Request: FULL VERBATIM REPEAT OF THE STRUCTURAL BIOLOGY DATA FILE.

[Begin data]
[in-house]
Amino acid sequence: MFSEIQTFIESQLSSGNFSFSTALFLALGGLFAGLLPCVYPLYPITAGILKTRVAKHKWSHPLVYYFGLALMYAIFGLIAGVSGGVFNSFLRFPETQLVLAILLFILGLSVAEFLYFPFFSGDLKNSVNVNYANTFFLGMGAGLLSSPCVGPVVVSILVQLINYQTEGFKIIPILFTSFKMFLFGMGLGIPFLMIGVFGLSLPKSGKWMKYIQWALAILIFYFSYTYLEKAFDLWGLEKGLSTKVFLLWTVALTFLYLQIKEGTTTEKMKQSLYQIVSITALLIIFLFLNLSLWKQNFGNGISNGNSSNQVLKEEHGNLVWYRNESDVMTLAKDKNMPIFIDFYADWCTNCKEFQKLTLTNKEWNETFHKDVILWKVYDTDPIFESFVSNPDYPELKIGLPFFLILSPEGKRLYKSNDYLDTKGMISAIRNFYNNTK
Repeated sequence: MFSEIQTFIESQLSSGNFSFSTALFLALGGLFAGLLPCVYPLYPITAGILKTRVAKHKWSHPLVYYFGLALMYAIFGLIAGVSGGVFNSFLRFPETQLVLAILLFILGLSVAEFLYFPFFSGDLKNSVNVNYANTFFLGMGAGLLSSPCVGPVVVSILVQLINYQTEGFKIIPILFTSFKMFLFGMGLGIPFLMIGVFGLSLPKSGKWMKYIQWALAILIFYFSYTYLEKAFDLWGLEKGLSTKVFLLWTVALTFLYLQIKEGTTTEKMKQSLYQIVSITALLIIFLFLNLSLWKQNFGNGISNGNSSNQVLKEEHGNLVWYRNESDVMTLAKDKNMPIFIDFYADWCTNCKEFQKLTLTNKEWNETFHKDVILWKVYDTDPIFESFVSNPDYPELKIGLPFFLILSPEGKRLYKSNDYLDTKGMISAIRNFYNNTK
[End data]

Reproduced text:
[in-house]
Amino acid sequence: MFSEIQTFIESQLSSGNFSFSTALFLALGGLFAGLLPCVYPLYPITAGILKTRVAKHKWSHPLVYYFGLALMYAIFGLIAGVSGGVFNSFLRFPETQLVLAILLFILGLSVAEFLYFPFFSGDLKNSVNVNYANTFFLGMGAGLLSSPCVGPVVVSILVQLINYQTEGFKIIPILFTSFKMFLFGMGLGIPFLMIGVFGLSLPKSGKWMKYIQWALAILIFYFSYTYLEKAFDLWGLEKGLSTKVFLLWTVALTFLYLQIKEGTTTEKMKQSLYQIVSITALLIIFLFLNLSLWKQNFGNGISNGNSSNQVLKEEHGNLVWYRNESDVMTLAKDKNMPIFIDFYADWCTNCKEFQKLTLTNKEWNETFHKDVILWKVYDTDPIFESFVSNPDYPELKIGLPFFLILSPEGKRLYKSNDYLDTKGMISAIRNFYNNTK
Repeated sequence: MFSEIQTFIESQLSSGNFSFSTALFLALGGLFAGLLPCVYPLYPITAGILKTRVAKHKWSHPLVYYFGLALMYAIFGLIAGVSGGVFNSFLRFPETQLVLAILLFILGLSVAEFLYFPFFSGDLKNSVNVNYANTFFLGMGAGLLSSPCVGPVVVSILVQLINYQTEGFKIIPILFTSFKMFLFGMGLGIPFLMIGVFGLSLPKSGKWMKYIQWALAILIFYFSYTYLEKAFDLWGLEKGLSTKVFLLWTVALTFLYLQIKEGTTTEKMKQSLYQIVSITALLIIFLFLNLSLWKQNFGNGISNGNSSNQVLKEEHGNLVWYRNESDVMTLAKDKNMPIFIDFYADWCTNCKEFQKLTLTNKEWNETFHKDVILWKVYDTDPIFESFVSNPDYPELKIGLPFFLILSPEGKRLYKSNDYLDTKGMISAIRNFYNNTK